Click Here to View Full Article
to the top


Bring Order to Your Project With Scrum
Software Test & Performance (06/06) Vol. 3, No. 6, P. 12; Galen, Bob

Software team productivity can be enhanced with the Scrum agile methodology for project management, writes RGCG founder Bob Galen. He explains that Scrum concentrates on an agile project's planning, execution, monitoring, and collaborative facets rather than suggesting specific development practices. The methodology starts with a product backlog of prioritized features to deploy within a project, and from this is extracted a "sprint" backlog that the team will focus on for a 30-day period or sprint, during which they will reach consensus on a focused theme and the contents to be completed to fulfill the goal. The entire team meets on a daily basis, where each member answers basic status and issue tracking questions; then real-time feedback is provided by the team leader and via burndown charts that show ongoing progress from multiple viewpoints. At the end of each sprint is a sprint review period where demonstrable artifacts are presented and where practice and process adjustments can be recommended for the next sprint. Galen explains that Scrum teams initially feature a tester who helps to plan the testing effort for each backlog component and as each sprint backlog is devised; "Whether fair or not, testers need to integrate in Scrum teams as a development partner first and show how they can impact the sprint deliverables and contribute to the overall goals of each sprint," the author writes. Galen has wrapped Scrum around traditional testing teams and initiatives, and observes that the methodology can be leveraged with only a few key tweaks: The testing backlog emphasizes testing activities that are prioritized according to time and the volume of testing that will result, while sprint duration must be modified to calibrate with testing type as well as cycle time. Daily Scrum planning and tracking meetings continue to have relevance in this setup, while feedback always yields adjustments and lessons to be applied to the next sprint.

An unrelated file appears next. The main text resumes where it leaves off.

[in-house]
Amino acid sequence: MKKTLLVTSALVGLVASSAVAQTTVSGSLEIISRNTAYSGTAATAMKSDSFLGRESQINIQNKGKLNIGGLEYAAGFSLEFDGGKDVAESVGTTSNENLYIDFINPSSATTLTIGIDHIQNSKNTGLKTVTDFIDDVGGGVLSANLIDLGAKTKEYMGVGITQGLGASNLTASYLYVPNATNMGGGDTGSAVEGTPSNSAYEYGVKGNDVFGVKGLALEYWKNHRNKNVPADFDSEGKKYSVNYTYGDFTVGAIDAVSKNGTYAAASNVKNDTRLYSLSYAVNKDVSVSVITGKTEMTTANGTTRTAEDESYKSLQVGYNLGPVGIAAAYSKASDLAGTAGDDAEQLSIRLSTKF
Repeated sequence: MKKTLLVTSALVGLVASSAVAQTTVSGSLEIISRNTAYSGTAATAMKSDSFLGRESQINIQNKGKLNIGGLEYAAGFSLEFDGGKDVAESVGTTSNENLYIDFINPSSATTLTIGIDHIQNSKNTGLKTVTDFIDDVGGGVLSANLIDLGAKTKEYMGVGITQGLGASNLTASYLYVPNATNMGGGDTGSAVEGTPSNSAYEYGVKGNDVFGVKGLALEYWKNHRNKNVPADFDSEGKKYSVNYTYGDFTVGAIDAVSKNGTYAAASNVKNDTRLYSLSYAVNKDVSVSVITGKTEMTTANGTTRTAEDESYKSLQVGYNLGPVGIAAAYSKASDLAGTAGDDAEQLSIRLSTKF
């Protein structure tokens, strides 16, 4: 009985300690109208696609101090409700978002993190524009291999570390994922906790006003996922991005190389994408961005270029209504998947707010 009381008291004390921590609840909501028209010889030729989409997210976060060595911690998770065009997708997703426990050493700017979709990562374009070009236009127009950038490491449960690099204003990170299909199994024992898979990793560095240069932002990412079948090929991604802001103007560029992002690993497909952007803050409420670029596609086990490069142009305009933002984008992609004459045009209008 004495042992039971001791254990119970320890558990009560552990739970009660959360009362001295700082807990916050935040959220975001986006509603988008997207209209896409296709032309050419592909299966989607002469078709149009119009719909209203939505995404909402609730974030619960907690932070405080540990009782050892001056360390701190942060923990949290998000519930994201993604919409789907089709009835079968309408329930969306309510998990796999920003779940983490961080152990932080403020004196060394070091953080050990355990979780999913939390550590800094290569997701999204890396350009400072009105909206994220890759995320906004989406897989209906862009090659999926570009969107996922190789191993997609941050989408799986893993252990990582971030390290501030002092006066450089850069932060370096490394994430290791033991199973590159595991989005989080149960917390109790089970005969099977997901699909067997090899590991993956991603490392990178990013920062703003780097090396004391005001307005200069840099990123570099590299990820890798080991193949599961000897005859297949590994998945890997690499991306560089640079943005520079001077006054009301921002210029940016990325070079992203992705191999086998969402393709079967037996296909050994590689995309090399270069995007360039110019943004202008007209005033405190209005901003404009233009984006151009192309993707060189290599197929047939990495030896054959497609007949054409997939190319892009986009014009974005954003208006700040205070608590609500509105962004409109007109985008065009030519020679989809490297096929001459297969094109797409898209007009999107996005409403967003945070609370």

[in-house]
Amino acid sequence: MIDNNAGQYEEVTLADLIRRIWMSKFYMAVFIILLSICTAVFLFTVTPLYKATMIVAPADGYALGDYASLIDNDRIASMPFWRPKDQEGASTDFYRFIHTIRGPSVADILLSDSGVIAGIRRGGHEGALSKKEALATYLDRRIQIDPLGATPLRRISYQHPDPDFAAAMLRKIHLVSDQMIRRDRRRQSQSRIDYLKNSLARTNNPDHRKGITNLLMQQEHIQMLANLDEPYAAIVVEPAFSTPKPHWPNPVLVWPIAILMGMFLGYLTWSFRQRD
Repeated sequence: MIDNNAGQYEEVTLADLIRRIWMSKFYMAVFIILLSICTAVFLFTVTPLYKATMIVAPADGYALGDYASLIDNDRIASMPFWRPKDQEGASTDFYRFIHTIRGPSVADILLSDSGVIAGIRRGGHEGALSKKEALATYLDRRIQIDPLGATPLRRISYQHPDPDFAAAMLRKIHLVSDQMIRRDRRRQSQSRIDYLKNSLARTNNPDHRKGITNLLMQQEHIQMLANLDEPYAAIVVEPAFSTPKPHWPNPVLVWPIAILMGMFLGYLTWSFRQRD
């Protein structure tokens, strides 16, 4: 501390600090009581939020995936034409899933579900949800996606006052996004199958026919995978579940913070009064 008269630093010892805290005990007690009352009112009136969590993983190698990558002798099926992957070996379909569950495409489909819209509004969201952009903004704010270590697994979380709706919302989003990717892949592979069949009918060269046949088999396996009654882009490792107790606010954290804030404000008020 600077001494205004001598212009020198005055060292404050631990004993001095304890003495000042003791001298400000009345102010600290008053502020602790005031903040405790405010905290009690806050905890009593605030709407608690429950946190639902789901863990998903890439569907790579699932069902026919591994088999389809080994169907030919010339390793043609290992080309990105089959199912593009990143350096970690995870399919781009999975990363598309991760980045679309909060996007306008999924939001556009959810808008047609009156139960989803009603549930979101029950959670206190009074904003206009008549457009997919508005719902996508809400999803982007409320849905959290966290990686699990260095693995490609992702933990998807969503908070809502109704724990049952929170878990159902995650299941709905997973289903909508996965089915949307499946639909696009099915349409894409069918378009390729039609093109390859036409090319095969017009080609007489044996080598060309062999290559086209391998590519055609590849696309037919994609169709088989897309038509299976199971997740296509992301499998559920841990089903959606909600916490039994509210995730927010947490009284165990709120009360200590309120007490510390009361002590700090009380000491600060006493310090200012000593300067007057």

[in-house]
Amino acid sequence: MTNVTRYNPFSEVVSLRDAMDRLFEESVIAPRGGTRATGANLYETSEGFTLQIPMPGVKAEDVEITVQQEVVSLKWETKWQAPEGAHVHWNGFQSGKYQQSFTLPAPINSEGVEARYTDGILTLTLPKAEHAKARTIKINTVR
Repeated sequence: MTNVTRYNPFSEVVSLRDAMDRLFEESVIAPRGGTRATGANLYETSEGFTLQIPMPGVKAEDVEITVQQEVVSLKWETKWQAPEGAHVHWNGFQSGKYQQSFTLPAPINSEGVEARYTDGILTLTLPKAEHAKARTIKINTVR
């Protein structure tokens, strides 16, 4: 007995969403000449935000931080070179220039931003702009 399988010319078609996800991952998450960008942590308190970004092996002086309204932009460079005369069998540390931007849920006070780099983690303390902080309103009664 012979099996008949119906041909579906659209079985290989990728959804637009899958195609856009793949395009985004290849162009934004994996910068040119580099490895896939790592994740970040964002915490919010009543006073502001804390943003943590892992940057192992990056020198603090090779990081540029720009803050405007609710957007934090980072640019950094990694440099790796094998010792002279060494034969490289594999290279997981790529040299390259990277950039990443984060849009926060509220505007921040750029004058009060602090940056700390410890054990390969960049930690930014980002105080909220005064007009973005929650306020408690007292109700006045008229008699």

Click Here to View Full Article
to the top


To submit feedback about ACM TechNews, contact: technews@hq.acm.org

To unsubscribe from the ACM TechNews Early Alert Service: Please send a separate email to listserv@listserv.acm.org with the line

signoff technews

in the body of your message.

Please note that replying directly to this message does not automatically unsubscribe you from the TechNews list.

ACM may have a different email address on file for you, so if you're unable to "unsubscribe" yourself, please direct your request to: technews-request@ acm.org

We will remove your name from the TechNews list on your behalf.

For help with technical problems, including problems with leaving the list, please write to: technews-request@acm.org

to the top

News Abstracts © 2006 Information, Inc.


© 2006 ACM, Inc. All rights reserved. ACM Privacy Policy.

About ACM | Contact us | Boards & Committees | Press Room | Membership | Privacy Policy | Code of Ethics | System Availability | Copyright © 2014, ACM, Inc.